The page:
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Cloud Computing is a Developer-Facing Business

Cloud Computing, Data Protection and the German Mindset

Markus Klems' Blog

Cloud Computing is not so much about SaaS (people already use Webmail, Google Docs, Salesforce, etc.). It is about virtualized hardware resources provided for developers as services on a pay-per-use basis. I do not understand how people can seriously argue they won’t go into the Cloud. They are already there.

A recent article about Cloud Computing in the German weekly ZEIT made me think of a blog post of mine on data security in the cloud. Although the article is quite positive and describes Cloud Computing as a disruptive technology that will have a huge impact on the IT world, what really caught my interest were the comments: they were very skeptical. I will translate (and eventually summarize) some of the opinions:

#1 Comment (blariog)

Schäuble [German Minister of Interior] and other surveillance fanatics will be pleased: All they have to do is go into a data center a quickly scan the data. Then we don’t even need the Bundestrojaner [refers to a law that gives the German Ministry of Interior the right to infect private computers with a trojan horse in order to collect data for criminal prosecution] any more.

And CIA, KGB, FSB & Co. can conduct industrial espionage whenever they want - Brave new world.

#2 Comment (toucheturtle) [Short summary]

Companies won’t trust Google with their data. This is why only few companies use Google Apps. The data must be encrypted on the server but then it would not be feasible to use them in an application.

#5 Comment (whauertmann) [Short summary]

The scenario is unrealistic. Mobile devices are turning into more and more complex machines. A more realistic scenario would be that these devices are interconnected and share their storage and processing capacity. [...]

#7 Comment (discha)

We have already had the same discussion a couple of years ago with the Net PC. This vision did not come true and I think Cloud Computing won’t either. The trend is towards more security, not less.

#9 Comment (Chemical Brother) [Short summary]

What about gaming? People will still need a PC for that (not a fan of console games).

#22 Comment (blurred) [Short summary]

The analogy to water and electric utilities is very superficial. People have turned from a decentralized water supply system to a centralized one due to water quality. With respect to the electric grid the question is whether a decentralized system would not be a better solution for the future. For computers this means, a P2P model would make much more sense. [...]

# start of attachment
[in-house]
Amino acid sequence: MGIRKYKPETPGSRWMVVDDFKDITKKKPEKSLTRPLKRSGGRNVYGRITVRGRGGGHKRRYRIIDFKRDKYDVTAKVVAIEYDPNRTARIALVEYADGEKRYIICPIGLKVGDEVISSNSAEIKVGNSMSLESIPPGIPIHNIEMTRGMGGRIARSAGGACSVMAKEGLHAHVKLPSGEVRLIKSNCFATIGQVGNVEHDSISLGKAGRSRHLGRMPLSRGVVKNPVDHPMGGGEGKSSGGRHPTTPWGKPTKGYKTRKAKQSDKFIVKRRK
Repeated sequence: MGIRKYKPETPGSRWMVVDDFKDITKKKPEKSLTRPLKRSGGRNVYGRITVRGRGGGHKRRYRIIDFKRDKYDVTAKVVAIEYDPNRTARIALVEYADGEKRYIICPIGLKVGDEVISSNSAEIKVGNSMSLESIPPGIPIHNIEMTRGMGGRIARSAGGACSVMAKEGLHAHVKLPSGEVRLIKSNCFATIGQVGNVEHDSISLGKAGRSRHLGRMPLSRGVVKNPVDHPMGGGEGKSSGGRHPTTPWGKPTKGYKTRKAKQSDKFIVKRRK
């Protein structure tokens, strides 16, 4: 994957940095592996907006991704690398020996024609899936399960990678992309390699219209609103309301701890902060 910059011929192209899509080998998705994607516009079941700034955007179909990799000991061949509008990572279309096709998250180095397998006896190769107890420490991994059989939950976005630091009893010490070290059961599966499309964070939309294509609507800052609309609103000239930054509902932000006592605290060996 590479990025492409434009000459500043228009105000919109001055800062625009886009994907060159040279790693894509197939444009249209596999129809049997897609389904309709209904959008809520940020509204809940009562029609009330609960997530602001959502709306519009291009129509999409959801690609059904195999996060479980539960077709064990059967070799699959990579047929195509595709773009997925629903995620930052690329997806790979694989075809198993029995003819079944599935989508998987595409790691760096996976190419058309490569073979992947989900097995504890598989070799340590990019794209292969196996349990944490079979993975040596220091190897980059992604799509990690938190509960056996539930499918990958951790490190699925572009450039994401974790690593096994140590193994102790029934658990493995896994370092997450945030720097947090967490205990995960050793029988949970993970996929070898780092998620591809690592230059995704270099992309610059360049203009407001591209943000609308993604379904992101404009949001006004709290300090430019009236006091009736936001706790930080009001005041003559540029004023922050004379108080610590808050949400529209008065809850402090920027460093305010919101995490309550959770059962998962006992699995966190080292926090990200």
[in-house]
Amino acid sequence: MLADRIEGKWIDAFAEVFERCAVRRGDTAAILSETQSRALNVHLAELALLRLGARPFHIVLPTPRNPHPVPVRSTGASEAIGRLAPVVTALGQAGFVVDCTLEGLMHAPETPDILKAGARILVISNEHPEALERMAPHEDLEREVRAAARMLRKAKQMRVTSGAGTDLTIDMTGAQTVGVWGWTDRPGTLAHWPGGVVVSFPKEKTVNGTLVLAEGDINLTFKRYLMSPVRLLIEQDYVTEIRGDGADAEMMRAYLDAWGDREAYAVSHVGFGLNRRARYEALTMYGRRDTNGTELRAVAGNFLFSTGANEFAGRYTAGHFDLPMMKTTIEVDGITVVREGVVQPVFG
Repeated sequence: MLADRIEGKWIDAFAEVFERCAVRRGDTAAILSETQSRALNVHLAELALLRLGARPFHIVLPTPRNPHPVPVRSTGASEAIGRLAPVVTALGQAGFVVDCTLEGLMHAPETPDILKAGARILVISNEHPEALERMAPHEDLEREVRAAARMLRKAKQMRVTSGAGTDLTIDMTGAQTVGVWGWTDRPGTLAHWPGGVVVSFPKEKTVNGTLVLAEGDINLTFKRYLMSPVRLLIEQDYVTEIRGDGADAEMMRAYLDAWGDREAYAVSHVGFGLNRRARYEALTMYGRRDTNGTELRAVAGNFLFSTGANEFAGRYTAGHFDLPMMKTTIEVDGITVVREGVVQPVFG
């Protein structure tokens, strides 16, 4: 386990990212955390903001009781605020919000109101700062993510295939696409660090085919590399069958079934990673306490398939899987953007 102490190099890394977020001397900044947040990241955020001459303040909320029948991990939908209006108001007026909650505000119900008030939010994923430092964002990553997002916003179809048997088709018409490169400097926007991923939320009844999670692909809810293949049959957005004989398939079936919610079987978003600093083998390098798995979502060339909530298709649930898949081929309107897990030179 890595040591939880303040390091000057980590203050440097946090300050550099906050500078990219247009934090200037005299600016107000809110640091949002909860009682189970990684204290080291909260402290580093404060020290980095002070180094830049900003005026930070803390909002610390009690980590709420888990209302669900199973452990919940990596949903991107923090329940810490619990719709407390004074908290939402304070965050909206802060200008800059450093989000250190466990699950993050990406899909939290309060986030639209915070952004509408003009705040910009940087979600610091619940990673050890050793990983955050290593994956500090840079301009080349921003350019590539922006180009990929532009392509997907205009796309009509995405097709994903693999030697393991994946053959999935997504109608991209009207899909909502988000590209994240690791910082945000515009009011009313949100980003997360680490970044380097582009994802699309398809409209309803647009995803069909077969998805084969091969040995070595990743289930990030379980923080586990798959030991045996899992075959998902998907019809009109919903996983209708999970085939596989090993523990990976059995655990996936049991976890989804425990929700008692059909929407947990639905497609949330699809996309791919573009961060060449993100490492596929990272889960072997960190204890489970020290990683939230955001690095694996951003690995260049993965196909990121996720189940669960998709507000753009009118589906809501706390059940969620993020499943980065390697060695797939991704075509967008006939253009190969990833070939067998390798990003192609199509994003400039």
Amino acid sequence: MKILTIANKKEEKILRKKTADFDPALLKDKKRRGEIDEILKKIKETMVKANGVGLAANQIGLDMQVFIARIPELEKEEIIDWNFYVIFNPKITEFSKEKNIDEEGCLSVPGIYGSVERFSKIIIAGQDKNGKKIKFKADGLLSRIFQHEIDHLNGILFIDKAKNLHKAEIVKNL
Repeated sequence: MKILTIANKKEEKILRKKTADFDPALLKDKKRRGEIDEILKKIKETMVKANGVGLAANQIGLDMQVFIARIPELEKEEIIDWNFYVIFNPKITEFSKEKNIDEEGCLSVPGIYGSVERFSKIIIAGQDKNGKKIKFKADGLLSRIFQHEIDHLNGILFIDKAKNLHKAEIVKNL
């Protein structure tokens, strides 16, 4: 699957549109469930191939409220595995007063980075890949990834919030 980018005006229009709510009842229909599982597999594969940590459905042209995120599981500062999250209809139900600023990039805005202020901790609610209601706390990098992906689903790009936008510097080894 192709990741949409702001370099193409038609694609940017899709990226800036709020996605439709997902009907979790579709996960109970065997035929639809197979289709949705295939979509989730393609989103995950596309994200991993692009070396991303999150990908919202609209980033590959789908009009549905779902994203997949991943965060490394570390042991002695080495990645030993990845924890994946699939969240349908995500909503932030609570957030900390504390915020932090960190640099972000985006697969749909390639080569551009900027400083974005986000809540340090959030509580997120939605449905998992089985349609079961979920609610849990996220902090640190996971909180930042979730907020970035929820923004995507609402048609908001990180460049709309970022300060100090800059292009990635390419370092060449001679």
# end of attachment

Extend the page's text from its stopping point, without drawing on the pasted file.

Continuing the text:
[... and so on ...]

I counted 29 negative comments, 11 neutral or off-topic and 2-3 more or less positive ones.

The main critique points:

1. No trust in Cloud Computing

The critique focuses on data protection and security concerns. Either people say that they don’t trust the Cloud Computing provider or they argue that an attacker might compromise their Cloud Computing account (or the Ministry of Interior might go and get your data).

2. There are better ways to deliver computing capacity

Other voices point to different mechanisms to realize Utility Computing, like sharing resources across different machines, devices, organizations, etc. (similar to P2P and Grid Computing).

My objections

Most comments name some valid points but seem prejudiced towards the Cloud. It is true, the Internet is insecure (due to design decisions from the early days, when other things were more important, like end-to-end communication, connection of heterogeneous networks, robustness, fate-sharing, etc.). But we do use the Internet today, and many people already store masses of pictures online, use E-Mail communication and Instant Messaging, Online Banking, and so on. I do not understand how people can seriously argue they won’t go into the Cloud. They are already there.

Imho this shows a big misunderstanding of Cloud Computing. It is not so much about SaaS (people already use Webmail, Google Docs, Salesforce, etc.). It is about virtualized hardware resources provided for developers as services on a pay-per-use basis. Cloud Computing is a developer-facing business.

More Stories By Markus Klems

Markus Klems is a research assistant at Germany-based FZI Research Center for Information Technology. His main areas of interests are cloud computing, grids, distributed programming and agile Web development - the technological point of view as well as business models. He blogs at http://markusklems.wordpress.com/.

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